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Useful Tools > Heart Rate Guide

Heart Rate Chart

Learn more about heart rate basics and use these heart rate charts to help you understand and improve your overall cardio fitness. Understanding the different types of heart rates and what they represent, you can measure your overall cardio heart health.

Knowing how to measure a maximum heart rate, and understanding how a target your heart rate zone while exercising can set the stage for successful weight loss, get the maximum benefits of any exercise regime and ultimately help you to understand the overall health of your heart.

Q: What is a heart rate?

A: The average number of heart beats per minute; a heart beat is when the heart contracts to pump blood thru your system.

Q: What is a resting heart rate?

A: Resting heart rate is the number of beats in one minute while you are at a complete rest state. Your resting heart rate indicates your basic overall heart health and fitness level. The more conditioned your body is, the less effort it needs to make to pump blood thru your body.

Q: What is a recovery heart rate?

A: This is the heart rate your body will drop to after two minutes, after stopping an exercise session. For instance you exercised for 30 minutes and your heart rate was at 155. Two minutes after you stopped exercising, your heart rate then decreased to 95. This recovery heart rate measure helps to evaluate your overall heart fitness level. Use this measurement to compare between exercise sessions

Q: What is a maximum heart rate?

A: A maximum heart rate (Max HR) is the highest number of beats your heart contracts during a one minute measurement. Max HR is a useful tool to measure training intensities and typically is used to measure or predict the level of exercise. It's always good to measure your Max HR while doing exercises to ensure you stay within a safe range or use it to measure if the exercise is actually working well enough to raise your heart rate to acceptable ranges and levels.

Q: How do I measure a

Max HR
?

A: The best method of determining your individual maximum heart rate is to be clinically tested and monitored on a treadmill. This is called a treadmill stress testing and is done by a cardiologist or certified physical therapist. Based on your age and physical condition, a formula is used to predict your Max HR. The other method is by using an age-predicted maximum heart rate formula:

WOMEN: 226 - your age = age-adjusted Max HR
MEN: 220 - your age = age-adjusted Max HR

Example: If you are a 30-year-old woman, your age-adjusted maximum heart rate is 226- 30 years = 196 bpm (beats per minute).

*note that this formula allows you to estimate your Max HR. Be sure to consult with your exercise trainer and doctors for the most effective rates that are customized to your health.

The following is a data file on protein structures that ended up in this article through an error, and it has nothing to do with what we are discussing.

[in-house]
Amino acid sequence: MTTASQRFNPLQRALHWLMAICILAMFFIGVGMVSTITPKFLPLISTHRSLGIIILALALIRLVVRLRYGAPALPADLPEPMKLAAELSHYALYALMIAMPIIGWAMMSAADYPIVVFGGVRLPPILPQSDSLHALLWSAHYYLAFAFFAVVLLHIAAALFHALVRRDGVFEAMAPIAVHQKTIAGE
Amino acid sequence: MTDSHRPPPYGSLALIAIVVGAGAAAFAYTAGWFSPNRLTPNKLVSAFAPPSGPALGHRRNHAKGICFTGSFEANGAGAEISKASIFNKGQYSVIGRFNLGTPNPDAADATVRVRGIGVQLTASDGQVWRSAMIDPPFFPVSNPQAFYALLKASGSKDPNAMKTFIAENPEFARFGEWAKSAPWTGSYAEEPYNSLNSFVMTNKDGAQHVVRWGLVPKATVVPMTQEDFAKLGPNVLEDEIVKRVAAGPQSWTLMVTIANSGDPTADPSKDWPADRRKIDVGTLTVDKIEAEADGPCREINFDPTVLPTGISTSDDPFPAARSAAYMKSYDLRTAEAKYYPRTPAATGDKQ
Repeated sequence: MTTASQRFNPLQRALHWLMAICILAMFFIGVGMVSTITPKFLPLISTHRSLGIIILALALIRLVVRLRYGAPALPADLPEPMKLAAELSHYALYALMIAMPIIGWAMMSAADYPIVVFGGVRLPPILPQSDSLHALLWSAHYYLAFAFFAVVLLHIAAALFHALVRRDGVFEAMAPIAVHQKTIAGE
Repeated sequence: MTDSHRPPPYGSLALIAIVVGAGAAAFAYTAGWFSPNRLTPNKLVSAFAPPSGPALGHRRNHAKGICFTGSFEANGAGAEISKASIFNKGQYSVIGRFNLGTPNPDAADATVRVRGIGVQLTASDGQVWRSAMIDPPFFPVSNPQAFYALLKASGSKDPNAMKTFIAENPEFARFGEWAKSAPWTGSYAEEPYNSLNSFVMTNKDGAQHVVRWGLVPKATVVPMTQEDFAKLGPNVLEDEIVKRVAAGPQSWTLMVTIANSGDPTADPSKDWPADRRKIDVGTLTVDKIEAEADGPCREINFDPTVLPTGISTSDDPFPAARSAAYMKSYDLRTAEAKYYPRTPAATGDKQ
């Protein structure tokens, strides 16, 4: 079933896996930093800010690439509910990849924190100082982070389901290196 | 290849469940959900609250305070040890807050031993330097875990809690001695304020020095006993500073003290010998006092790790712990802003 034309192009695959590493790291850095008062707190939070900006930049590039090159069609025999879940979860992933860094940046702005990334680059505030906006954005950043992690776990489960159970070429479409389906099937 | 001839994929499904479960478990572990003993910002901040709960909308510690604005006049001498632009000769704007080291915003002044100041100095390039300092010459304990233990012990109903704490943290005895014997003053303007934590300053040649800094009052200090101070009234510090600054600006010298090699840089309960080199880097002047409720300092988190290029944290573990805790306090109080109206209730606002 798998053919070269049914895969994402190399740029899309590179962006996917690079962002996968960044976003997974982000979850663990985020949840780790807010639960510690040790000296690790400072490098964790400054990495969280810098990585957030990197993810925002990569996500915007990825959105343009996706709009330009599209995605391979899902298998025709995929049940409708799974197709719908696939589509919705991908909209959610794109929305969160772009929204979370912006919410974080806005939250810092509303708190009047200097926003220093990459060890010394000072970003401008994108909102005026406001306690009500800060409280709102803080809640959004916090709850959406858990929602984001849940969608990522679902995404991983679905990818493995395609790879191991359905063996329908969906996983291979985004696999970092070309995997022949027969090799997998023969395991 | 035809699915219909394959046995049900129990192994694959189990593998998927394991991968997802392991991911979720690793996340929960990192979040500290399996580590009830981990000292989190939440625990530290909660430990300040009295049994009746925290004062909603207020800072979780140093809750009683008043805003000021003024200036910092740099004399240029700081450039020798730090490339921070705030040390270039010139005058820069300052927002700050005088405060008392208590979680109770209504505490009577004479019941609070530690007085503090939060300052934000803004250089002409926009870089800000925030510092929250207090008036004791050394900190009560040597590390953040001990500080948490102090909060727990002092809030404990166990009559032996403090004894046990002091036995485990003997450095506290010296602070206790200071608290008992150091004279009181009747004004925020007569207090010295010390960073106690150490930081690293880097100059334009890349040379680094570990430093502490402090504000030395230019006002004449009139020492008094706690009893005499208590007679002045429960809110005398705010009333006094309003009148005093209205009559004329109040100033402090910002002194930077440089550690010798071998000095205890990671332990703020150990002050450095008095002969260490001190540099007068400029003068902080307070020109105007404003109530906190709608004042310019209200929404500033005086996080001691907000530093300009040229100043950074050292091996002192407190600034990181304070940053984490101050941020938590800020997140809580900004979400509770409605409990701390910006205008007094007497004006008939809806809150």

Heart Rate Charts:

Heart Rate Chart: Babies to Adults

AGE Beats Per Minute (BPM)
Babies to Age 1 100 - 160
Children ages 1-10 60 - 140
Children age 10+ and adults 60 - 100
Athletes: 40 - 60

 

Target Heart Rate During Exercise

Age Min-max Heart Rate (BPM)
15 123 - 164
20 120 - 160
25 117 - 156
30 114 - 152
35 111 - 148
40 108 - 144
45 105 - 140
50 102 - 136
55 99 - 132
60 96 - 128
65 90 - 120
70 90 - 120
75 87 - 116

 

Q: What is your heart rate reserve?

A: The heart rate reserve is the difference between your Max HR and your Resting HR. For instance, if your Max HR is 150 bpm and your resting HR is 65, this means your heart rate reserve is 95. (150 - 65 = 95)

Q: What is a safe heart rate?

A: Your "safe heart rate" is a heart rate that is prescribed to help moderate and supervise your exercise training so that you don't over do it. This range is typically about 60% of the maximum heart rate and helps to reduce the amount of stress on the heart while gaining good effects of exercise. This is especially important if you have a heart condition or just starting an exercise regime.

Q: What is a target zone?

A: A target zone is a heart rate range that helps you maintain an intensity level while you work out. There are different target zones for different types of athletes and levels of exercise you are following. Target zones typically correspond with a specific exercise goal and helps to effectively grade if an exercise is actually working for you or overworking you.

 

Fitness Target Zones: Heart Rates

Exercise Level Benefits Intensity Level
(Max HR %)
Light Exercise Healthy Heart
Maintenance
50% - 60%
Weight Loss Burn Fat & Calories 60% - 70%
Base - Aerobic Increase stamina & endurance 70% - 80%
Conditioning Fitness conditioning, muscle building, and athletic training 80% - 90%
Athletic - elite Athletic training and endurance 90% - 100%

 

Select which level represents your physical condition and then locate the Heart Rate Zones for your age from the Target Heart Rate Chart. For Example: if you want to burn fat to lose weight, select your favorite exercise and keep within 60-70% of your maximum heart rate, based on your age, for at least 30 minutes a day, 3 times a week.

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